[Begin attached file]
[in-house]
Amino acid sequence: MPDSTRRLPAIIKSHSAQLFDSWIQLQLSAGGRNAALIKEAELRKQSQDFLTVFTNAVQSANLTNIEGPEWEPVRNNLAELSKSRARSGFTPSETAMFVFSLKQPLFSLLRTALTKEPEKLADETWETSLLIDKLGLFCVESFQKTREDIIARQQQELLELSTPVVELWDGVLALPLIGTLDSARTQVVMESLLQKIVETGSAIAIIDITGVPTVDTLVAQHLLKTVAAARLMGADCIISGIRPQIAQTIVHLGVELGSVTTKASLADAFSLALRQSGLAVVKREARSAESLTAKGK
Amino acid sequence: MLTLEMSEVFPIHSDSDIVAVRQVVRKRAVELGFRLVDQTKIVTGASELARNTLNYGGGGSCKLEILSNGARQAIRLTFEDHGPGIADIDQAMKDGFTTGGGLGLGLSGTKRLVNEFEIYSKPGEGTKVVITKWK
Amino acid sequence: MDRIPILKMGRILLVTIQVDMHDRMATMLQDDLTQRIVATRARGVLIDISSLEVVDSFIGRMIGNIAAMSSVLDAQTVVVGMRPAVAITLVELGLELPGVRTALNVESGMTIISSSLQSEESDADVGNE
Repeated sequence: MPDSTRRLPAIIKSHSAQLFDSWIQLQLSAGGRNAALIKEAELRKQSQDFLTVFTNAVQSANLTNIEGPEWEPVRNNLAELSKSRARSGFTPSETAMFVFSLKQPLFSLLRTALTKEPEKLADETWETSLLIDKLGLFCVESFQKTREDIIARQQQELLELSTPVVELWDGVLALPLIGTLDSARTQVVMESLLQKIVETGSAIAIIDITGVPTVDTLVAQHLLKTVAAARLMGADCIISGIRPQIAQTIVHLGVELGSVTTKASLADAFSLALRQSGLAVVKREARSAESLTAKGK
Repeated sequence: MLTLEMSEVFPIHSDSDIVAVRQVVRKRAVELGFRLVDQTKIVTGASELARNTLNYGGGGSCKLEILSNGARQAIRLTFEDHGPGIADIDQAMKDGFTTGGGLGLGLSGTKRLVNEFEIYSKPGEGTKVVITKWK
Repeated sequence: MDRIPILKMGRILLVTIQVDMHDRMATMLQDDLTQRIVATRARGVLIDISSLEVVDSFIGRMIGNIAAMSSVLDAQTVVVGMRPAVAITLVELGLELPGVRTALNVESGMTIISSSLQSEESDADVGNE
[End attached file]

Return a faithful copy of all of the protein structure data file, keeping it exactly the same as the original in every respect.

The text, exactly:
[in-house]
Amino acid sequence: MPDSTRRLPAIIKSHSAQLFDSWIQLQLSAGGRNAALIKEAELRKQSQDFLTVFTNAVQSANLTNIEGPEWEPVRNNLAELSKSRARSGFTPSETAMFVFSLKQPLFSLLRTALTKEPEKLADETWETSLLIDKLGLFCVESFQKTREDIIARQQQELLELSTPVVELWDGVLALPLIGTLDSARTQVVMESLLQKIVETGSAIAIIDITGVPTVDTLVAQHLLKTVAAARLMGADCIISGIRPQIAQTIVHLGVELGSVTTKASLADAFSLALRQSGLAVVKREARSAESLTAKGK
Amino acid sequence: MLTLEMSEVFPIHSDSDIVAVRQVVRKRAVELGFRLVDQTKIVTGASELARNTLNYGGGGSCKLEILSNGARQAIRLTFEDHGPGIADIDQAMKDGFTTGGGLGLGLSGTKRLVNEFEIYSKPGEGTKVVITKWK
Amino acid sequence: MDRIPILKMGRILLVTIQVDMHDRMATMLQDDLTQRIVATRARGVLIDISSLEVVDSFIGRMIGNIAAMSSVLDAQTVVVGMRPAVAITLVELGLELPGVRTALNVESGMTIISSSLQSEESDADVGNE
Repeated sequence: MPDSTRRLPAIIKSHSAQLFDSWIQLQLSAGGRNAALIKEAELRKQSQDFLTVFTNAVQSANLTNIEGPEWEPVRNNLAELSKSRARSGFTPSETAMFVFSLKQPLFSLLRTALTKEPEKLADETWETSLLIDKLGLFCVESFQKTREDIIARQQQELLELSTPVVELWDGVLALPLIGTLDSARTQVVMESLLQKIVETGSAIAIIDITGVPTVDTLVAQHLLKTVAAARLMGADCIISGIRPQIAQTIVHLGVELGSVTTKASLADAFSLALRQSGLAVVKREARSAESLTAKGK
Repeated sequence: MLTLEMSEVFPIHSDSDIVAVRQVVRKRAVELGFRLVDQTKIVTGASELARNTLNYGGGGSCKLEILSNGARQAIRLTFEDHGPGIADIDQAMKDGFTTGGGLGLGLSGTKRLVNEFEIYSKPGEGTKVVITKWK
Repeated sequence: MDRIPILKMGRILLVTIQVDMHDRMATMLQDDLTQRIVATRARGVLIDISSLEVVDSFIGRMIGNIAAMSSVLDAQTVVVGMRPAVAITLVELGLELPGVRTALNVESGMTIISSSLQSEESDADVGNE